About John @johnyangtv
John Yang is a correspondent for the PBS NewsHour. He covered the first year of the Trump administration and is currently reporting on major national issues from Washington, DC, and across the country.
Previously, Yang was a Chicago-based correspondent for NBC News, reporting for NBC Nightly News with Lester Holt, Today, and MSNBC. Yang was part of an NBC team that reported on “In Plain Sight: Poverty in America,” a 2013 George Foster Peabody Award recipient, and his reporting in April 2011 on tornado devastation in Alabama was included in an NBC Nightly News broadcast that received an Edward R. Murrow Award for Best Newscast.
Prior to joining NBC, Yang worked for ABC News, based in Washington, where he was weekend White House correspondent, and in Jerusalem, where he served as Middle East correspondent.
Yang has been part of teams that have been honored with an Emmy, two Peabody Awards and to Alfred I. DuPont-Columbia University Awards.
Yang’s career also includes time at The Washington Post, Wall Street Journal, TIME, and The Boston Globe. He is a cum laude graduate of Wesleyan University.
John’s Recent Stories
World Apr 12How conflict between Iran and Israel could affect U.S. diplomacy with Iran
A major explosion Sunday disabled parts of Iran's uranium enrichment facility at Natanz, south of Tehran. Iran quickly blamed Israel for the incident, which comes as indirect talks between the U.S. and Iran over the crippled nuclear deal are set…
Nation Apr 08Pastor reveals the reasons behind COVID vaccine hesitancy in the evangelical community
As of Thursday, more than 64 million Americans are fully vaccinated against the coronavirus, and many others are eagerly waiting for their shots. But among white evangelical Americans, interest in the vaccine isn't as widespread. John Yang speaks with one…
Politics Mar 31Are college athletes employees? Supreme Court mulls compensation for student players
College basketball’s “March Madness,” which reaches its crescendo this weekend, reminds us that big-time college athletics can look like big business. As John Yang reports, it was a fitting backdrop Wednesday for a well-timed Supreme Court argument over compensation for…
Politics Mar 30Record number of bills look to restrict trans rights in the U.S.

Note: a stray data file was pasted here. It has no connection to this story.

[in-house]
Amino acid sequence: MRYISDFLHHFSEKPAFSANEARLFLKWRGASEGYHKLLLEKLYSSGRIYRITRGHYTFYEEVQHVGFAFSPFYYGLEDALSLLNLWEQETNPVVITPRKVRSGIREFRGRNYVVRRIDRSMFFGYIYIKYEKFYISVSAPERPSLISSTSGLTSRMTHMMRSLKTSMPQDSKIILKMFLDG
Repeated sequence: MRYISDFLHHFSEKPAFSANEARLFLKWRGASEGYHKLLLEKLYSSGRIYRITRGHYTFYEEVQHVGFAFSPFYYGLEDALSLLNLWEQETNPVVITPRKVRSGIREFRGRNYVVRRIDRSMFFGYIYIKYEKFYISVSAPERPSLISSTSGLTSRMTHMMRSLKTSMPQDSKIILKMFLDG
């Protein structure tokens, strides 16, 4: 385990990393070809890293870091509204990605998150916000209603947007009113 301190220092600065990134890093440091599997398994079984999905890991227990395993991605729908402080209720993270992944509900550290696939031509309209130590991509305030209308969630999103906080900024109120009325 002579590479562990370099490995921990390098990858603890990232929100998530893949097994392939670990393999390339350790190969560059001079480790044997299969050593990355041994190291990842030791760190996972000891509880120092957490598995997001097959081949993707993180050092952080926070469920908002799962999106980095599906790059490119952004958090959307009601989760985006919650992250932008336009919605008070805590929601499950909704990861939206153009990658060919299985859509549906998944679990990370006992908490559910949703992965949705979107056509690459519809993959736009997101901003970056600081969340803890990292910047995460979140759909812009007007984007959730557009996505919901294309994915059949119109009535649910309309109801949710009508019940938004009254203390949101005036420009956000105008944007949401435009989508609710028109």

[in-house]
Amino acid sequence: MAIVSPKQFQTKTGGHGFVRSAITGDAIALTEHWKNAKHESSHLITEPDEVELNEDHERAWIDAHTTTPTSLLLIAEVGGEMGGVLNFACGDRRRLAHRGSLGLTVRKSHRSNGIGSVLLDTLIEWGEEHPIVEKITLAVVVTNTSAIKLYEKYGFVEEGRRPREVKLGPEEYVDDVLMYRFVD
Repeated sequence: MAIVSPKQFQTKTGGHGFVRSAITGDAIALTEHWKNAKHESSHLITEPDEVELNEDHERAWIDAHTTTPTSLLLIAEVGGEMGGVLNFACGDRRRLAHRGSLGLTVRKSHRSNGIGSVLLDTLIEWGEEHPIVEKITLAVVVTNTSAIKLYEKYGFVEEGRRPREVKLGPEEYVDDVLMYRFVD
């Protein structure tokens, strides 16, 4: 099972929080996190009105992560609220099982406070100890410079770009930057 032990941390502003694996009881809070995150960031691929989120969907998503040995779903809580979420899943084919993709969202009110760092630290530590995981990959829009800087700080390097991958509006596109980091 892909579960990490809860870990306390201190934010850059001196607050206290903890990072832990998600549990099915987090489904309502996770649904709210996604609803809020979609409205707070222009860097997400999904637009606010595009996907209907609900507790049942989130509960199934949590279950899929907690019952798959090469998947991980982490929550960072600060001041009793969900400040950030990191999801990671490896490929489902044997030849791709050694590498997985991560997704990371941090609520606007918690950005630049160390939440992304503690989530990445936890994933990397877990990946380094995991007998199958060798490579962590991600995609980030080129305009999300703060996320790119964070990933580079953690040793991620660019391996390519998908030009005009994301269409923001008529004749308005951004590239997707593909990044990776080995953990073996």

A record number of bills to limit transgender rights have been introduced this year in state legislators across the country, with lawmakers in 28 states considering 93 bills targeting the rights of transgender Americans according to the Human Rights Campaign.
Nation Mar 29American renters hard-hit by pandemic juggle complicated assistance systems, eviction laws
With 9.5 million Americans, or 17 percent of tenants, in the U.S. still behind on their rent according to the U.S. Census Bureau, the Biden administration on Monday extended a federal moratorium on evictions through the end of June. There…
Nation Mar 25Shot chasers: How volunteers are helping bridge America’s vaccine gap
As the U.S. continues to grapple with the pandemic, vaccine supply remains limited in some areas. Distribution systems are fragmented and tough to navigate, especially for the estimated 25 million Americans who don’t have internet access for online registration. Luckily,…
Nation Mar 24As Evanston, Illinois approves reparations for Black residents, will the country follow?
The nation's first government-backed reparations initiative was green lit this week in Evanston, Illinois, a Chicago suburb where about 16 percent of its 75,000 residents are Black. The city council has promised $10 million over 10 years. John Yang discusses…
Nation Mar 22Female basketball players get unreliable COVID testing, less online promotion from NCAA
The NCAA women's basketball tournament got underway Sunday. But even before the opening tip, new anger and frustration erupted last week over the NCAA's different approaches to the women's and mens' teams — including less reliable COVID testing. The problems…
Nation Mar 09Water crisis in Jackson, Mississippi highlights ‘dire state’ of city’s infrastructure
Much of Mississippi's largest city is beginning its fourth week without safe drinking water coming out of faucets. Jackson residents, about 80 percent of whom are Black, remain under a system-wide order to boil water, and some don't have any…
Politics Mar 02Supreme Court hears challenges to two Arizona election laws
State legislatures across the country are trying to rewrite election laws after the contentious 2020 election. And as John Yang reports, a U.S. Supreme Court case argued Tuesday will determine how courts will assess those new laws.